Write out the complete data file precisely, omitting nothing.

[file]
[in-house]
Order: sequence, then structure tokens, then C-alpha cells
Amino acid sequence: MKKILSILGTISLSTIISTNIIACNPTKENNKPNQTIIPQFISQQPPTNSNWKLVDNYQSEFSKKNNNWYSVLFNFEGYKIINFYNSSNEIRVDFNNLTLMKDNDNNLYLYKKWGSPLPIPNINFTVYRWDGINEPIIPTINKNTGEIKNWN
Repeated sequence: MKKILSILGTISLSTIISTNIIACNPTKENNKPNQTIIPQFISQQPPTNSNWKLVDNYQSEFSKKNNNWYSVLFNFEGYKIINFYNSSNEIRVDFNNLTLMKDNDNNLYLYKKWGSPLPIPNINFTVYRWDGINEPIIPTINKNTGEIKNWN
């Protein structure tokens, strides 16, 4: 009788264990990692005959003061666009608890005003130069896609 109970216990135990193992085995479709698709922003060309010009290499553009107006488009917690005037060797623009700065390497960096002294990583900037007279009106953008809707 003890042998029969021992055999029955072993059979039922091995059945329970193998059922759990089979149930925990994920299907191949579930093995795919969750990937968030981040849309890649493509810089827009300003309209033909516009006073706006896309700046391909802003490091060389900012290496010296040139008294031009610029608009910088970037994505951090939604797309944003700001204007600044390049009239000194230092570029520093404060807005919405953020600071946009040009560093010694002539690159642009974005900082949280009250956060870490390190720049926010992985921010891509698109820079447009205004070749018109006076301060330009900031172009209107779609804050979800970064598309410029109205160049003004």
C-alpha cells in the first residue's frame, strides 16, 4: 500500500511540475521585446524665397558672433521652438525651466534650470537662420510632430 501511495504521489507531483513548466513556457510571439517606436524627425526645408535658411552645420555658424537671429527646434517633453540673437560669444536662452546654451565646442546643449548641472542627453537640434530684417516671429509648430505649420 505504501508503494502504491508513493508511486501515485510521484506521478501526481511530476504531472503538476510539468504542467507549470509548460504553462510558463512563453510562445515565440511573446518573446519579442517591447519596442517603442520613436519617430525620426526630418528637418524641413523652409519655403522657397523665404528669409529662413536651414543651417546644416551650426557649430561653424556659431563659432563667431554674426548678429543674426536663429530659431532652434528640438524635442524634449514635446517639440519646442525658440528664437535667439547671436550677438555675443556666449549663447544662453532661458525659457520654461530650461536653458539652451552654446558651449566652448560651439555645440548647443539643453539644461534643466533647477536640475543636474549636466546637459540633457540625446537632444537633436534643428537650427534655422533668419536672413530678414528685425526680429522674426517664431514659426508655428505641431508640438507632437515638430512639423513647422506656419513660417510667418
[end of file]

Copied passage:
[in-house]
Order: sequence, then structure tokens, then C-alpha cells
Amino acid sequence: MKKILSILGTISLSTIISTNIIACNPTKENNKPNQTIIPQFISQQPPTNSNWKLVDNYQSEFSKKNNNWYSVLFNFEGYKIINFYNSSNEIRVDFNNLTLMKDNDNNLYLYKKWGSPLPIPNINFTVYRWDGINEPIIPTINKNTGEIKNWN
Repeated sequence: MKKILSILGTISLSTIISTNIIACNPTKENNKPNQTIIPQFISQQPPTNSNWKLVDNYQSEFSKKNNNWYSVLFNFEGYKIINFYNSSNEIRVDFNNLTLMKDNDNNLYLYKKWGSPLPIPNINFTVYRWDGINEPIIPTINKNTGEIKNWN
């Protein structure tokens, strides 16, 4: 009788264990990692005959003061666009608890005003130069896609 109970216990135990193992085995479709698709922003060309010009290499553009107006488009917690005037060797623009700065390497960096002294990583900037007279009106953008809707 003890042998029969021992055999029955072993059979039922091995059945329970193998059922759990089979149930925990994920299907191949579930093995795919969750990937968030981040849309890649493509810089827009300003309209033909516009006073706006896309700046391909802003490091060389900012290496010296040139008294031009610029608009910088970037994505951090939604797309944003700001204007600044390049009239000194230092570029520093404060807005919405953020600071946009040009560093010694002539690159642009974005900082949280009250956060870490390190720049926010992985921010891509698109820079447009205004070749018109006076301060330009900031172009209107779609804050979800970064598309410029109205160049003004």
C-alpha cells in the first residue's frame, strides 16, 4: 500500500511540475521585446524665397558672433521652438525651466534650470537662420510632430 501511495504521489507531483513548466513556457510571439517606436524627425526645408535658411552645420555658424537671429527646434517633453540673437560669444536662452546654451565646442546643449548641472542627453537640434530684417516671429509648430505649420 505504501508503494502504491508513493508511486501515485510521484506521478501526481511530476504531472503538476510539468504542467507549470509548460504553462510558463512563453510562445515565440511573446518573446519579442517591447519596442517603442520613436519617430525620426526630418528637418524641413523652409519655403522657397523665404528669409529662413536651414543651417546644416551650426557649430561653424556659431563659432563667431554674426548678429543674426536663429530659431532652434528640438524635442524634449514635446517639440519646442525658440528664437535667439547671436550677438555675443556666449549663447544662453532661458525659457520654461530650461536653458539652451552654446558651449566652448560651439555645440548647443539643453539644461534643466533647477536640475543636474549636466546637459540633457540625446537632444537633436534643428537650427534655422533668419536672413530678414528685425526680429522674426517664431514659426508655428505641431508640438507632437515638430512639423513647422506656419513660417510667418